behind all of us flows in by such inlets as the different planes of consciousness in sleep.
"For in the animal lay hidden and possible the man, and when the door of consciousness was opened, man rushed out. And in man lies hidden perfection barred and locked away by ignorance. With Realization he comes in touch with the Hidden Treasure."
Milton was right in his almost miraculously perceptive assertion that high revelations are made "in clear dream and solemn vision."
For in sleep we move on much more subtle and permeative planes of action than in waking, and the more we are daily disciplined in opening up the channel of communication with the untrodden continent of our submerged self--the lost Atlantis hidden in us all--the more wonderful and illuminating are our dreams. This may be seen in the dreams recorded in the Scriptures of the great Faiths. They would form a book of profound psychological interest if analyzed and compared.
Yet, striking through apparently very commonplace personalities come sometimes singularly revealing dreams, thus proving that in truth no one is commonplace, that it is only the commonplace
of ignorance in ourselves which so sees it. For below the dwarfed nature of which our senses make report lies the submerged and marvelous self of which the man himself is wholly unconscious except in the strange visitings of dreams which he is unlikely to reveal to any human being except in most unusual circumstances. Very often also, his everyday self entirely fails to interpret them. He will say in bewilderment, "I knew when I was asleep, but now it all seems nonsense." And I fancy most of us have had the experience of dreams extraordinarily lovely and revealing which the awaking sense clutched at for a moment and then let go helplessly, drifting away shapelessly as mists at dawn. One may see the dream-flowers wither in the hot clasp of our sense-perceptions, see the dream-pageant fade and dissolve like sunset clouds, leaving nothing behind but the gathering gray of loss.
That dream of being in two places at once--places that melt into each other and are absolutely one--I have had often. Each is each, yet there is no overlapping. I walk through the one and know no surprise. Waking, I remember it perfectly but cannot intellectually understand how it was possible, though I know well that is how
things are in the real world behind the Looking Glass, where the logic and rules of the game are entirely different from those we know in front of it. Because, as I learned in a dream already quoted, places there are not solidarities but states of mind.
I have heard many people express the wish that they could control their dreams and enjoy what they most desire in sleep. But that is a foolish wish, for dreams would lose all significance if our everyday selves took charge. It is precisely because they are off duty that the unexpected, the illuminative, come through. This is the flaw in Du Maurier's beautiful book, "Peter Ibbetson." The hero and heroine, divided in life, meet nightly in dreams. The dream is a duet--but of the senses exalted to the highest pitch. They dream together of exquisite jewels and toilettes, of dinners at the choicest restaurants and wines of the costliest vintages, operas, plays, by the most celebrated performers, and so forth,--opiates for the sorrow of parting. Such dreams are earth-bubbles. The senses are awake and guardant though the body sleeps. They are a fairy story of the reasoning, clutching mind.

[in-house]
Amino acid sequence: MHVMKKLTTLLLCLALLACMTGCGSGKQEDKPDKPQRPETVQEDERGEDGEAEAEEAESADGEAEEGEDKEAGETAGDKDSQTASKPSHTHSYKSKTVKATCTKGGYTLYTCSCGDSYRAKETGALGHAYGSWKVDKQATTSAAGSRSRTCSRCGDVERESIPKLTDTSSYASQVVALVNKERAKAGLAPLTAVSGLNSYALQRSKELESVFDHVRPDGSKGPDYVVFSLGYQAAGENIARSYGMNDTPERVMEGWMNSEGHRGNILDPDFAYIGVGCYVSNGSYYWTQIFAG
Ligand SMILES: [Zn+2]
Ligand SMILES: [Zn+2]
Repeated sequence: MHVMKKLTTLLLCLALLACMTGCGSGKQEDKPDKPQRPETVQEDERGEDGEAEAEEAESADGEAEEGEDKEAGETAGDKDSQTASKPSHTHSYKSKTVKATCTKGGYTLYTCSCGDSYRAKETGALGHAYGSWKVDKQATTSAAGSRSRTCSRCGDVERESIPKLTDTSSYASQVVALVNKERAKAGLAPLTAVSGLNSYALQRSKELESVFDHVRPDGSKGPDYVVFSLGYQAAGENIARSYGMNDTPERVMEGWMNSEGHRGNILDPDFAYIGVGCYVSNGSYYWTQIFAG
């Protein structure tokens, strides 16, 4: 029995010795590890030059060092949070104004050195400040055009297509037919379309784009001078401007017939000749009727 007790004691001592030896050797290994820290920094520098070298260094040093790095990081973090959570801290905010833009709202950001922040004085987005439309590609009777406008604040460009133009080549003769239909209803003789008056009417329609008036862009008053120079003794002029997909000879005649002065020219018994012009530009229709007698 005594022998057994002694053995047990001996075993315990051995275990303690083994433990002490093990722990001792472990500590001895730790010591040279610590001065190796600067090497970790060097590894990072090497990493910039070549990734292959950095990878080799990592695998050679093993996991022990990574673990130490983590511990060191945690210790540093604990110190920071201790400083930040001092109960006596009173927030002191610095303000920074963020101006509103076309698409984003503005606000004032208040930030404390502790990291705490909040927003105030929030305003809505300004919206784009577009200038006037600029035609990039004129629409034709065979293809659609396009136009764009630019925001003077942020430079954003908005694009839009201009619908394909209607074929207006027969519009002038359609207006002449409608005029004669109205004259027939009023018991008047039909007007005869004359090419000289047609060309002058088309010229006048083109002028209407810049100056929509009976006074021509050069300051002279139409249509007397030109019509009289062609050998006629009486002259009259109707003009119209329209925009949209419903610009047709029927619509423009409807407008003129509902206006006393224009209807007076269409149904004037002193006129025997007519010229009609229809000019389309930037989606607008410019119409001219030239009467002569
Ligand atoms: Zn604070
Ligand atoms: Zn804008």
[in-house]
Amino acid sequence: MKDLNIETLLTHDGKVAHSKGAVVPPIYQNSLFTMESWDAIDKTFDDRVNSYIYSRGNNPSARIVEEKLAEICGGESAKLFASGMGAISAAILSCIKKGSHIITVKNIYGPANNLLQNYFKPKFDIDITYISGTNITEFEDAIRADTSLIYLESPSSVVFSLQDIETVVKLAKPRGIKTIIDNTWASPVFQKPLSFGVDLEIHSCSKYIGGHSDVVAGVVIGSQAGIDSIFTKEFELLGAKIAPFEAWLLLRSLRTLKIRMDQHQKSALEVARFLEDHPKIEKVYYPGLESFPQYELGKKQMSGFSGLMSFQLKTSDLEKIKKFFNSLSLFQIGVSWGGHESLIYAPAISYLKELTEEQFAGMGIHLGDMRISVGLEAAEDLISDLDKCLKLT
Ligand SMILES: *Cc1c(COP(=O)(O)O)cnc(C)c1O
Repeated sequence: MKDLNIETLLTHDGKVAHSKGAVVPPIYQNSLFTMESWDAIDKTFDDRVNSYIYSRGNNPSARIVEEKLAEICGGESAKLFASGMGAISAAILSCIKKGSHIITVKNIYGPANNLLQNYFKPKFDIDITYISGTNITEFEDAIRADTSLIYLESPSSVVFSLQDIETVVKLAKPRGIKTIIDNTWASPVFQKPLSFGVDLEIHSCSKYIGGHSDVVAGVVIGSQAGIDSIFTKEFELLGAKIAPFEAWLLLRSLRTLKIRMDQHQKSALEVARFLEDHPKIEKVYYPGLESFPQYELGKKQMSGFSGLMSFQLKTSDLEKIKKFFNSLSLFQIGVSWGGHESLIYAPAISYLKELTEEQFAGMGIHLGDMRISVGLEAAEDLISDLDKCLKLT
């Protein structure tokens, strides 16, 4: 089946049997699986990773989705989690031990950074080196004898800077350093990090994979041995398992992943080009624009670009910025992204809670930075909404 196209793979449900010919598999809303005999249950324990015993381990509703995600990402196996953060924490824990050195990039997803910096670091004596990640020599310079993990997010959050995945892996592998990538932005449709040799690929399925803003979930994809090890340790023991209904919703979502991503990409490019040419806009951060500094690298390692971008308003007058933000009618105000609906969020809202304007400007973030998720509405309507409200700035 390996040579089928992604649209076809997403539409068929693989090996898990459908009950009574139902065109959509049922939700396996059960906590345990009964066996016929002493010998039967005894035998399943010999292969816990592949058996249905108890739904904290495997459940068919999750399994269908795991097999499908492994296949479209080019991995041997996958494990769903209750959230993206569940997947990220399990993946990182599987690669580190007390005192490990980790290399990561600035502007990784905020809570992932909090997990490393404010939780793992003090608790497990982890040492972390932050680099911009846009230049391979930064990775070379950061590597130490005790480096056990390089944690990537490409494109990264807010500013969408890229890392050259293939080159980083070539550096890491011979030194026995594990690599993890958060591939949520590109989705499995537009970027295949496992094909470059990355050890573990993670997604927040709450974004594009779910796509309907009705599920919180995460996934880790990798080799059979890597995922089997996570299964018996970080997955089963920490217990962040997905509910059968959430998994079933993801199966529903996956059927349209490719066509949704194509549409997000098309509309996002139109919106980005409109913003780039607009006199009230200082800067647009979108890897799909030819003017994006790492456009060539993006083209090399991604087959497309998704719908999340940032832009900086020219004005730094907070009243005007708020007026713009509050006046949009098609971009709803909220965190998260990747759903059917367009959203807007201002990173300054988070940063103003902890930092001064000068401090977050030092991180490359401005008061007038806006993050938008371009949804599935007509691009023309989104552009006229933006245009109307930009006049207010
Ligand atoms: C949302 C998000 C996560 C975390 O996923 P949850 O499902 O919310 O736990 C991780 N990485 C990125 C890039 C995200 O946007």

No. Let us rejoice that in the true dream the
close guard of the senses is off duty and we go out free in the dark to revelation. Very different is the wish that we could unfailingly meet the hidden self and, joining hands, walk straight into the Real World, and that wish can be gratified by patient discipline. And there the disciplined body may receive its share, for it may be said with truth that there is no sleep so deep, tranquilizing and profound as that which is called "The Opener of the Gates."
The Greeks and Romans both believed in the healing power of dreams, and in ancient Rome the College of the Inspired Dreams was a place of gathering for those who were sick or sad. It was dedicated to Æsculapius the Healer, and it was believed he was the inspirer of these dreams. Those needing help slept in the quiet of the sacred cloisters and seldom without result. One sees exactly why that should be and wishes such help could be given now, and without human intervention, to those who need it. But it is a true saying that we can participate in heaven and its gifts only in so far as heaven is within ourselves. How can people empty of heaven realize the possibilities of dreams or the meaning of that little known saying of Christ's, "When the outside becomes